State News

Baghdad shooting victim counseled soldiers

Posted May 13, 2009

— Navy Cmdr. Charles Springle made a career of treating soldiers for combat stress caused by frequent deployments to battle zones. He also tried to fight the stigma that can prevent those who need mental help from seeking it.

Springle, 52, was deployed at a U.S. military clinic in Baghdad, Iraq, counseling service members when an Army sergeant finishing up his third tour of duty allegedly shot and killed him and four other comrades.

The war's deadliest case of soldier-on-soldier violence starkly shows the struggle Springle and his colleagues face dealing with the emotional problems suffered by some soldiers repeatedly deployed to Iraq and Afghanistan.

"He regarded it as very important work," said Bob Goodale, a friend of Springle's and director of behavioral mental health for the Chapel Hill-based Citizen-Soldier Support Program. "We all who work in this know that it is difficult. This is an example of how difficult."

Baghdad shooting victim counseled soldiers Slain soldier counseled others

The military identified the victims in Monday's shooting as Springle and four soldiers from the Army: Pfc. Michael Edward Yates Jr., 19, of Federalsburg, Md.; Sgt. Christian E. Bueno-Galdos, 25, of Paterson, N.J.; Spc. Jacob D. Barton, 20, of Lenox, Mo.; and Maj. Matthew Houseal, 54, a psychiatrist from Amarillo, Texas.

A commander since 2002, Springle went by his middle name of "Keith" and had been in the Navy for 21 years. A Navy spokesman at the Pentagon said Springle left behind a wife and two children in Wilmington.

Goodale and Springle had worked together on a presentation that outlines potential traumas experienced by service members who have done multiple tours and the barriers that can keep them from being treated.

"We have to find better ways to reduce the stigma," Goodale said Tuesday. "To work on the acceptance of combat stress as a real thing. It has been for centuries, and we must persevere."

"It's heartbreaking to see how needlessly his life was taken, basically, when it's by a fellow soldier," Springle's cousin, Alton Dudley said. "He was such a fine young man. The world needs more of him, instead of less."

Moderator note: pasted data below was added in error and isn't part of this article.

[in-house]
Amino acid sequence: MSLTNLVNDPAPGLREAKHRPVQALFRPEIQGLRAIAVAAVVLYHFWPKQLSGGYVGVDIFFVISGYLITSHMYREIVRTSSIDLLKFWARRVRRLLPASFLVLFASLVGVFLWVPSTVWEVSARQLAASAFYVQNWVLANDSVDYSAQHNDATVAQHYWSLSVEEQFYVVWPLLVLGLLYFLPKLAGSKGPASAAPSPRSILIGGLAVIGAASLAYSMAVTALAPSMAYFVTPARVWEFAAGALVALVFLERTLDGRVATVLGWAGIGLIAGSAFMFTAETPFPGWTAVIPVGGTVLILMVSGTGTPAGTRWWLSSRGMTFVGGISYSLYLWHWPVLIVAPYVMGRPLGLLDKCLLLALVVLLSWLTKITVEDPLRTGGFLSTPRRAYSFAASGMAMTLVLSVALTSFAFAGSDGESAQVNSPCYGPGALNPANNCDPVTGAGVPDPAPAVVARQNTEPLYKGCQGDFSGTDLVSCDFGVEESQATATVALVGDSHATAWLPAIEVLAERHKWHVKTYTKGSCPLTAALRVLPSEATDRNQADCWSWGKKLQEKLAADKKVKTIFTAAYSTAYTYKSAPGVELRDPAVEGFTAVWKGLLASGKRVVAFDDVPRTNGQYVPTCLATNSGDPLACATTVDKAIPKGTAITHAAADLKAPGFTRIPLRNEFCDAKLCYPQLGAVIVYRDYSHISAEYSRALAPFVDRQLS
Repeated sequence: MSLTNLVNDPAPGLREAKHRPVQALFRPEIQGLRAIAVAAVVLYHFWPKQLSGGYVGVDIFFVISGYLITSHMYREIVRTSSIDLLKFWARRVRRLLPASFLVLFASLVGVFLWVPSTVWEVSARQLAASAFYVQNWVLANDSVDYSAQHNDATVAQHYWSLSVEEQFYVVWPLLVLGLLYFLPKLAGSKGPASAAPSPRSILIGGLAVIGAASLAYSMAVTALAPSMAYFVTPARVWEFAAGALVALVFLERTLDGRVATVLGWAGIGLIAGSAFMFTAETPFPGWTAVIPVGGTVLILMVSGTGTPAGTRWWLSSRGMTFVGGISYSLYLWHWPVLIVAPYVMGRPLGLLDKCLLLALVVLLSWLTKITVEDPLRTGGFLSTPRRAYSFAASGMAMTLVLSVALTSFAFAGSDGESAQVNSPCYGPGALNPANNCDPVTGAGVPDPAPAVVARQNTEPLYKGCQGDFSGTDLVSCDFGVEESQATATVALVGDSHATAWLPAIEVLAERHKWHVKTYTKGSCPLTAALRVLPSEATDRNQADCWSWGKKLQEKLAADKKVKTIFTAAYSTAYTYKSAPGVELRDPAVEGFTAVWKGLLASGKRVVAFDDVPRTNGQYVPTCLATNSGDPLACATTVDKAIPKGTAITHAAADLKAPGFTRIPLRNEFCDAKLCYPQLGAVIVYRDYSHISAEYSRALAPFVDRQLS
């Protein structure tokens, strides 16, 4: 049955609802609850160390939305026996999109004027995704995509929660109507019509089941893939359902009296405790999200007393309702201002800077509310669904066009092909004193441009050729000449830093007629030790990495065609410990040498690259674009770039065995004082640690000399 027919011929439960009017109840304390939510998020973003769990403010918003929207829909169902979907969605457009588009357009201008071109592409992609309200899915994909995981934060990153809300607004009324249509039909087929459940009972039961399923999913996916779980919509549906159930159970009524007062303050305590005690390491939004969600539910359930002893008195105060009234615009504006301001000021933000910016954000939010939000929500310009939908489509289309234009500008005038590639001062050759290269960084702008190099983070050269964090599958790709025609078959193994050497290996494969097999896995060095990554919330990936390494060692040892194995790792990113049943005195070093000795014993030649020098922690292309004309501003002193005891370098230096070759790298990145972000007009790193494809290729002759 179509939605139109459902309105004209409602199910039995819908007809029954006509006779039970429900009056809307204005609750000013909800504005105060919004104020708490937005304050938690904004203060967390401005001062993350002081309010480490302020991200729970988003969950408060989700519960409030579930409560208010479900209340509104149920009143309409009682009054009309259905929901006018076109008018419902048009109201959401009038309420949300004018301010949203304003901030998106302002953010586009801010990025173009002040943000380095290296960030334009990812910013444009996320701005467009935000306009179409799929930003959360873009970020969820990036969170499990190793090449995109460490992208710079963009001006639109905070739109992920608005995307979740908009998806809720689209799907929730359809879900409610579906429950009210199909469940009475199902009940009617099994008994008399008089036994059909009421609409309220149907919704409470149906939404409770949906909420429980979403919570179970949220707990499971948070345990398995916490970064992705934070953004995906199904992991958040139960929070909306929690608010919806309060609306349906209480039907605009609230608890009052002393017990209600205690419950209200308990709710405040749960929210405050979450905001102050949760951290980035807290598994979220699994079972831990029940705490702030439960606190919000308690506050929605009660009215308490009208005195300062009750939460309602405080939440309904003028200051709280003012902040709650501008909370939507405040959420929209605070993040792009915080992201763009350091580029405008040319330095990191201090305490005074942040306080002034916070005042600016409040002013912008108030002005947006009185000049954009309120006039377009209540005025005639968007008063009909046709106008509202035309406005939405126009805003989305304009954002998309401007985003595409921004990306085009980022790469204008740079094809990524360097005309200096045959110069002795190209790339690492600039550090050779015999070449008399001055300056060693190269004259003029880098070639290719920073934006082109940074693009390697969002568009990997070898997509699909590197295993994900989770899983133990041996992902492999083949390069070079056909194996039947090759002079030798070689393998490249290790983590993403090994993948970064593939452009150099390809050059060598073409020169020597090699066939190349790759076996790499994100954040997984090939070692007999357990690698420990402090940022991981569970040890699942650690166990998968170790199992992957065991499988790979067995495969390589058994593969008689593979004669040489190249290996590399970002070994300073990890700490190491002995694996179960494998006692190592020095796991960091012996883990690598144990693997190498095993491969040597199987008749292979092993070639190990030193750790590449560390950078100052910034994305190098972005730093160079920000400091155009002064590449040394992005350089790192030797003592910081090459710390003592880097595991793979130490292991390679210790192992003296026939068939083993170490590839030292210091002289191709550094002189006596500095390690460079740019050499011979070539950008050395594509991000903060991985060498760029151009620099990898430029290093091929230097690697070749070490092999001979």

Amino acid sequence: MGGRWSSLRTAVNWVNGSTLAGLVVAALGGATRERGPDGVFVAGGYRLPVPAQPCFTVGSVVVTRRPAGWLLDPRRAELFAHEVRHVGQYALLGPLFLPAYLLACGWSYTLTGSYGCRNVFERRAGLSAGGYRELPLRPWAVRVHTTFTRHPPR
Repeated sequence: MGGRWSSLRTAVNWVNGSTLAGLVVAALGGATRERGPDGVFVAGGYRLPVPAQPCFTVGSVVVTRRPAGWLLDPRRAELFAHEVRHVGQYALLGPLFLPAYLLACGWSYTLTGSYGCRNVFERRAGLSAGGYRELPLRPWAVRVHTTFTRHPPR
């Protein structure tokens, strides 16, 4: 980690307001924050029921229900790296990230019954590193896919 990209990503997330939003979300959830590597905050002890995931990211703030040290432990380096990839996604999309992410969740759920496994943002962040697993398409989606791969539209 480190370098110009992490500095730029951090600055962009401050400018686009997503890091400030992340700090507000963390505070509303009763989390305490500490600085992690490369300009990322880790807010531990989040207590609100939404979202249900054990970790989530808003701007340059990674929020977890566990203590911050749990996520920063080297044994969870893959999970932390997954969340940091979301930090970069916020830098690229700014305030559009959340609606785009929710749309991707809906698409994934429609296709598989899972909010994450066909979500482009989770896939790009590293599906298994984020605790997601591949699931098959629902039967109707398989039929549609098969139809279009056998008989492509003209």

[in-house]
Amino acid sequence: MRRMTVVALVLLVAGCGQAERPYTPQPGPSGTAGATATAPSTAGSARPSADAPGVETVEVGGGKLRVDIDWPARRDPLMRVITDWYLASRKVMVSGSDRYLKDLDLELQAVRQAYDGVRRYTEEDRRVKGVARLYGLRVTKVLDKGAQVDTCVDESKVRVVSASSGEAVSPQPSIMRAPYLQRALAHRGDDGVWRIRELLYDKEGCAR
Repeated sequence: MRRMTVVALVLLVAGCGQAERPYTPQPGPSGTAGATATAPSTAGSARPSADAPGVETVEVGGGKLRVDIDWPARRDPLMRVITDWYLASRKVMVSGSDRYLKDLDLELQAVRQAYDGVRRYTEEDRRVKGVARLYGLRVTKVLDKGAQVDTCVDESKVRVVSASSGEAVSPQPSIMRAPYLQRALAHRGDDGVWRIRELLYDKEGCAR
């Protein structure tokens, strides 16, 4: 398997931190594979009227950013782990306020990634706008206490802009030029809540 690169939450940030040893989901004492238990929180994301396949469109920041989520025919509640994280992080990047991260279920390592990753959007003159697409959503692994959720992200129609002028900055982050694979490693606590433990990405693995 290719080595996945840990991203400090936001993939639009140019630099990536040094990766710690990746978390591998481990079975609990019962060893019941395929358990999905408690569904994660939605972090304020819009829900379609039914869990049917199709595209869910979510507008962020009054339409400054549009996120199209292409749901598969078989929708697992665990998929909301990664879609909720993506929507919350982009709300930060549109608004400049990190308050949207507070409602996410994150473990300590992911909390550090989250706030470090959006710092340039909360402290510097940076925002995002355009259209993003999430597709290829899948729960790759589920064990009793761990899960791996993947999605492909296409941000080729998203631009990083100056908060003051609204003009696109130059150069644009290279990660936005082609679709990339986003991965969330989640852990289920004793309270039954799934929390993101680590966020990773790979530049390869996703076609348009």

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  • Piny tek May 13, 2009

    ajshaggin: I agree with you 100%, charity begins at home. America wants to help the whole world and not do enough for those that need it here the most.

  • johnsod27330 May 13, 2009

    I need to clear up some misconceptions. As a 28 year veteran and having deployed 4 times in support of OIF/OEF I find the availability and quality of care while deployed very good. The military goes out of its way to provide help to Soldiers. The main problem is Soldiers not seeking the help. Some have this beleif that they will be stigmatized and that isn't the case. The military has learned a lot these last 6 years. Another thing is that the media always wants to say the cause of emotional issues is the repeated deployments. There are a lot of triggers for the emotional issues, repeated deployments, combat conditions, home conditions etc etc. To say it is all because of repeated deployments paints the wrong picture. This guy had more going on then what has been released.

  • ajshaggin May 13, 2009

    First of all my heart goes out to this young mans mother & all of the families. I agree with her 100% that the military should have done something sooner to help the shooter. His problems did not just pop up. Personally i do not believe that any of our soldiers should have to do 3 tours in combat. While we are out spending our billions of US money on training the soldiers of foreign countries that money should be spent on our own military. We neglect our own in order to be so called do gooders for countries that eventually use it against us. Again we need to look after our own first & foremost.